What then is the purpose of the state? If everyone were self-sufficient there would be no need for a state, everyone would be their own independent ´nation´. That would be a sort of extreme survivalist type of anarchy, as opposed to the more social and co-operative visions of anarchy.

        The idea that some people are inherently more equal than others has deep roots, I happened to read this the other day :

        As to whether politicians are a race apart, that´s probably an empirical question. Are there particular psychological or sociological factors that lead people into conventional party politics? I must admit that I´ve never personally known a politician, beyond the occasional community councillor or minor Green Party official, though I´ve know plenty of people involved in all kinds of protest and self-help movements etc. When very occasionally an MP has addressed some event or other they´ve always been accompanied by minders and have generally made a quick exit after giving their spiel. So I wonder to what extent they are really in touch with ´normal folks´?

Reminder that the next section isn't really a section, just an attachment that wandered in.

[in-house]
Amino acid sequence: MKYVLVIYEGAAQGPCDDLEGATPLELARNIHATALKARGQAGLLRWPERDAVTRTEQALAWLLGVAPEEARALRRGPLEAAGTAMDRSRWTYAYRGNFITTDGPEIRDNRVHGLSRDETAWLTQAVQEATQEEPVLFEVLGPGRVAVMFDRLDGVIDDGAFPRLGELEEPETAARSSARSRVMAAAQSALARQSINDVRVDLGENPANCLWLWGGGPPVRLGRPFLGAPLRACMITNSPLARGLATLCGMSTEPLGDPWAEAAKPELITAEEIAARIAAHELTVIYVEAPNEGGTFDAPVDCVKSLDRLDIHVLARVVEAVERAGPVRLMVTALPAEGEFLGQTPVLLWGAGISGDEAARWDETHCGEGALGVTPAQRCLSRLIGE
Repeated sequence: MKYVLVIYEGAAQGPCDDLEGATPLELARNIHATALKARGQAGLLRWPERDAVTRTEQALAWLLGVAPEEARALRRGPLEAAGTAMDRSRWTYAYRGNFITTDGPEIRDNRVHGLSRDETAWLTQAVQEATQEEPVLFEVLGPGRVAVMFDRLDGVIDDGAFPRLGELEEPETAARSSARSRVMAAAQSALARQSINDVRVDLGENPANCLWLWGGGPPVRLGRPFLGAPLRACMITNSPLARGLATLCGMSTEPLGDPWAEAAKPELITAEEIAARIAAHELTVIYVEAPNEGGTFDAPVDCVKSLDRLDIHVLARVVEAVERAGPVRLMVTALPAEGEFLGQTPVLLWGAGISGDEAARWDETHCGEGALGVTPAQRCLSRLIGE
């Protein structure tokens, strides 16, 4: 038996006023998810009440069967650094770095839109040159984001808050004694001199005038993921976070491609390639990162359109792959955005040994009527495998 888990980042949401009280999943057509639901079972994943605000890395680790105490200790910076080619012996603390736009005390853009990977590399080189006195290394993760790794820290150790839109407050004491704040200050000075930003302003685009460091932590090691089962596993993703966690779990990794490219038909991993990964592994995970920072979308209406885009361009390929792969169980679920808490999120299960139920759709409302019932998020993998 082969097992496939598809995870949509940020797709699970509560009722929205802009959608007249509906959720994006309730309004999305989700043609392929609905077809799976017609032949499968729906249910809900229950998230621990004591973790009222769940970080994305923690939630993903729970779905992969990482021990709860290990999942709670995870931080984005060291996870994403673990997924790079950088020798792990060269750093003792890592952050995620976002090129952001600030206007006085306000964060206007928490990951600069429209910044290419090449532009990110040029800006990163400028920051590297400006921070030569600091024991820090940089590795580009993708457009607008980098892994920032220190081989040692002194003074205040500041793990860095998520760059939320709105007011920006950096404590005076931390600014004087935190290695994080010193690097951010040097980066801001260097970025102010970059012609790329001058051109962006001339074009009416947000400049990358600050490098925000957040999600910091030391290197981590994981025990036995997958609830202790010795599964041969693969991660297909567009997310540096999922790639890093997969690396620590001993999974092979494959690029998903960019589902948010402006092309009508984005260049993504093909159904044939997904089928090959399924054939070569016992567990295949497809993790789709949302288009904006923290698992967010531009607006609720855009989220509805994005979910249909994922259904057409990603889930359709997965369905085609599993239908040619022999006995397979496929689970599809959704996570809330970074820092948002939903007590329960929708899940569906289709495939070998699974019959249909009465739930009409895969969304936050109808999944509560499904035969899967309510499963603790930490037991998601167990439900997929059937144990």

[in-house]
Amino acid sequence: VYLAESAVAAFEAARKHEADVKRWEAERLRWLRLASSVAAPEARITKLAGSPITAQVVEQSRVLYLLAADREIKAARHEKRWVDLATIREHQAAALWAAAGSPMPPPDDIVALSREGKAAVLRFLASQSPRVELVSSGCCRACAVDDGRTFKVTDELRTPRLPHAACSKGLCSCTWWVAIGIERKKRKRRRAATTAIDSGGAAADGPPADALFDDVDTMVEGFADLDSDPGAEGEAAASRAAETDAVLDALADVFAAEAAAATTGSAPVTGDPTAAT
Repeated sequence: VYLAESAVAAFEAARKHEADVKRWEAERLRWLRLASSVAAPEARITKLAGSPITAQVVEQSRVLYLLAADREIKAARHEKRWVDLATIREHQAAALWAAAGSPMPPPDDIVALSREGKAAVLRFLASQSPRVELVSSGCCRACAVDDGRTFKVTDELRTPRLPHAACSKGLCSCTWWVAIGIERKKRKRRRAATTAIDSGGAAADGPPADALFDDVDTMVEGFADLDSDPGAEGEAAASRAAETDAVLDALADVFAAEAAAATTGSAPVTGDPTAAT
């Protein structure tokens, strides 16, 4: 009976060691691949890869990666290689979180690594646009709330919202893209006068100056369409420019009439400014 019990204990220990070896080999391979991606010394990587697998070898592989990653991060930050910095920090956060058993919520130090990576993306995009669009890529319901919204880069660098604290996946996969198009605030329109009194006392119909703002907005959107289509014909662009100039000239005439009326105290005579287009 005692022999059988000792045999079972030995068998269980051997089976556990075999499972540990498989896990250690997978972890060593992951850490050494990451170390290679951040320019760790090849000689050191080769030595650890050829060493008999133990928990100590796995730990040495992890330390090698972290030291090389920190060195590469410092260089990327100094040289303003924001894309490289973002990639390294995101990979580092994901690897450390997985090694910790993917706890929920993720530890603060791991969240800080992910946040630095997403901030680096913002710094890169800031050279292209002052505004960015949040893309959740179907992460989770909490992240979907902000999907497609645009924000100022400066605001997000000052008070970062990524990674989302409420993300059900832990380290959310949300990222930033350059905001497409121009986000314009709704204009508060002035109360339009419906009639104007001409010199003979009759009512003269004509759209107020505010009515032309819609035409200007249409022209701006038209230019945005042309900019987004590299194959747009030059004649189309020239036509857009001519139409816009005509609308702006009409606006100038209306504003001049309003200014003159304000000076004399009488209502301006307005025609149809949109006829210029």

6. The purpose of the “small state” is to police the policy of economic self sufficiency and the “market place” of human relationships. And to keep on making neoliberal policies which protect the interests of the ruling elite. It’s more of an authoritarianism->totalitarianism than anarchy, with survival of the fittest chucked in for the masses.

        Yes the hierarchy of worth led us from the poor law and workhouses to the Nazi Holocaust and then, the international formulation of human rights.